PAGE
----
Gerhard van den Heever, the Munster wing, has been handed a two-week suspension for a tackle in the air last Saturday.
Van den Heever appeared on Tuesday before an independent PRO12 Rugby Disciplinary Committee, having been cited by an independent citing commissioner for allegedly tackling an opponent in the air in contravention of Law 10.4(i) in the PRO12 match between Edinburgh and Munster on Saturday, November 7.
Van den Heever did not accept that he had committed an act of foul play. However, the Disciplinary Committee, chaired by Rhian Williams, alongside Ray Wilton and Richard Cole (all from Wales), having viewed video footage of the incident, listened to evidence and representations from and on behalf of the player, and reviewed all of the other evidence, found that the player had committed an act of foul play, and went on to find that the foul play had warranted a red card.
The Disciplinary Committee then turned to consider what would be the appropriate sanction. In assessing the seriousness of Mr van den Heever's conduct, the Disciplinary Committee considered that it merited a lower-end entry point based on World Rugby's scale of seriousness, which is a three-week suspension. The Disciplinary Committee found that there were no aggravating factors and that there were a number of mitigating factors such that his suspension be reduced by one week.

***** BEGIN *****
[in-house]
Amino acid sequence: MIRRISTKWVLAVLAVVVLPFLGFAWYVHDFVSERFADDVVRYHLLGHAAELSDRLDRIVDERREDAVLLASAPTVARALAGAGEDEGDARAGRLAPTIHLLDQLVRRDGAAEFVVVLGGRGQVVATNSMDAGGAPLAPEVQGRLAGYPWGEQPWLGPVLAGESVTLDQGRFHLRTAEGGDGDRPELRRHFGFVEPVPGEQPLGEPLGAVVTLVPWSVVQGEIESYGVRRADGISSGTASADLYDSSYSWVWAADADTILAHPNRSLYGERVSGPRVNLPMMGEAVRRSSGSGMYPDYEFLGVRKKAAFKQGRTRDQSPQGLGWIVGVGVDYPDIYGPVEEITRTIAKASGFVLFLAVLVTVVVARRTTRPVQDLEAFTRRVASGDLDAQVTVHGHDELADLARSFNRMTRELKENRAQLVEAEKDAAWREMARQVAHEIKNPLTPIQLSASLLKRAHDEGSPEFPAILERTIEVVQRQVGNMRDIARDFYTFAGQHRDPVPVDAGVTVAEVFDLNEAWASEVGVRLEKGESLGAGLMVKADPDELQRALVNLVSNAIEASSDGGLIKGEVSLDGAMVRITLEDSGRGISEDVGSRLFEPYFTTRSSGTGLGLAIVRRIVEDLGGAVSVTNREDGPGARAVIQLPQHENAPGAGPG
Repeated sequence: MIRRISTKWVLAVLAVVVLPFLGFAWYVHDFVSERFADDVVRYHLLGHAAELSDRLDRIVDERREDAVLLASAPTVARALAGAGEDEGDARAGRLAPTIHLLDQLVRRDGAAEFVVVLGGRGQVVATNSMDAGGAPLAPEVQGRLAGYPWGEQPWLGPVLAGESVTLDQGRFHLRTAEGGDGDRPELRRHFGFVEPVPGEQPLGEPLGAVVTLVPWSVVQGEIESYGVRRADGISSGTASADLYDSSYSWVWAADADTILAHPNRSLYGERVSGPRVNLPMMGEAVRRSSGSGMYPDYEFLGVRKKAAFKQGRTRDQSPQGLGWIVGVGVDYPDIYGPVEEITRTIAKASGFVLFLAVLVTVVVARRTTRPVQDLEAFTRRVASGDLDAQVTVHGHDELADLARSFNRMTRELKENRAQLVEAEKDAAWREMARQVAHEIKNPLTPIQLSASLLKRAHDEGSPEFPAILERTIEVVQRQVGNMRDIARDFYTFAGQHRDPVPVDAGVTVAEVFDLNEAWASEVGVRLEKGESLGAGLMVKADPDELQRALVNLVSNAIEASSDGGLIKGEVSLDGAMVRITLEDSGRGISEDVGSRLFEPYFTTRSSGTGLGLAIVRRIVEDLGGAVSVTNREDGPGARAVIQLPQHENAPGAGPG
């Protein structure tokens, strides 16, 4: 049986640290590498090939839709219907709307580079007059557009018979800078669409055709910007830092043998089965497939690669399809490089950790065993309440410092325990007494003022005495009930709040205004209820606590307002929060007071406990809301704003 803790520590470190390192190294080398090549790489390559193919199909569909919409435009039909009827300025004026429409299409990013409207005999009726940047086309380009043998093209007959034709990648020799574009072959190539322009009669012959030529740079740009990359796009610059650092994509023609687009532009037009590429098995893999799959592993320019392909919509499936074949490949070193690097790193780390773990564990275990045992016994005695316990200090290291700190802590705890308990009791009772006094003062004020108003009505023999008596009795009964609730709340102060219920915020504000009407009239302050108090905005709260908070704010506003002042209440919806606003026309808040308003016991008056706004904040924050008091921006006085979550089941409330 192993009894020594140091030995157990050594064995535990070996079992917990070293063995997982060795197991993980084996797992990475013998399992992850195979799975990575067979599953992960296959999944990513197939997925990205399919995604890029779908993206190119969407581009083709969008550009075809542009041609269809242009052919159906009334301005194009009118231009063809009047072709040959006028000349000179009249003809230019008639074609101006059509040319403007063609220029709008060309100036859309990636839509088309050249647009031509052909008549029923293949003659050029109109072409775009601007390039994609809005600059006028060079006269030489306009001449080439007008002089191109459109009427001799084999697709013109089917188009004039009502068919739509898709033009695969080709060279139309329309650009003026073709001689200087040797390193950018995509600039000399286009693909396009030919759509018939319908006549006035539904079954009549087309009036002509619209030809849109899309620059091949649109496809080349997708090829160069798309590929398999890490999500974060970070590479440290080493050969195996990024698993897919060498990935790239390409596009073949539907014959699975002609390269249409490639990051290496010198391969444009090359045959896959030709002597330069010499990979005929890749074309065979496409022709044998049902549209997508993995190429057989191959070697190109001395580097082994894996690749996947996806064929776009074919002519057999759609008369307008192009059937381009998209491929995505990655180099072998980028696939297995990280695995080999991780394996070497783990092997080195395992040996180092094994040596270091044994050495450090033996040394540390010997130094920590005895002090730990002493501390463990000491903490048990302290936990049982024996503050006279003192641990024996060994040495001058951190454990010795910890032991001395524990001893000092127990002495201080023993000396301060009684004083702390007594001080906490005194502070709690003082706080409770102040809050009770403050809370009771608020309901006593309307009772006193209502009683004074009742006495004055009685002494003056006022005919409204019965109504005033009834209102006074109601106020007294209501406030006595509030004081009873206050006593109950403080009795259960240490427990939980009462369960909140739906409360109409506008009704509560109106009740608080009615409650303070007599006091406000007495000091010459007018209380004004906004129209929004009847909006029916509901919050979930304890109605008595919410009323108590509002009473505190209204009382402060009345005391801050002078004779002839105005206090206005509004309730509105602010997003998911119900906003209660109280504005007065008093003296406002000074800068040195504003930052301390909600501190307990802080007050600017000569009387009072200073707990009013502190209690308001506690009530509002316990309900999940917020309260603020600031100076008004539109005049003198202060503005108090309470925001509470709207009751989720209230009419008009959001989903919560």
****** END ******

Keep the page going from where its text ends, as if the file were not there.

Van den Heever is therefore suspended for a total of two weeks, up to and including Sunday, November 22. Van den Heever was reminded of his right of appeal.
An appeal by Fraser McKenzie, the Edinburgh lock forward, against the two-week suspension that had been imposed on him on November 3 by an independent PRO12 Rugby Disciplinary Committee was considered yesterday by an independent PRO12 Rugby Appeal Committee.
The original suspension had been imposed following the player having been cited for charging into a ruck or maul in contravention of Law 10.4(h) in the PRO12 match between Connacht and Edinburgh in Galway on Saturday, October 31.
McKenzie's appeal was confined to sanction: he argued that the Disciplinary Committee had made an error by not reducing his suspension to take account of mitigating factors, including his remorse and his acknowledgement that he had committed foul play.
The Appeal Committee, chaired by Mark McParland, along with Tommy Dalton and David Hurley (all from Ireland) dismissed the appeal, meaning that McKenzie remains suspended up to and including Sunday, November 15.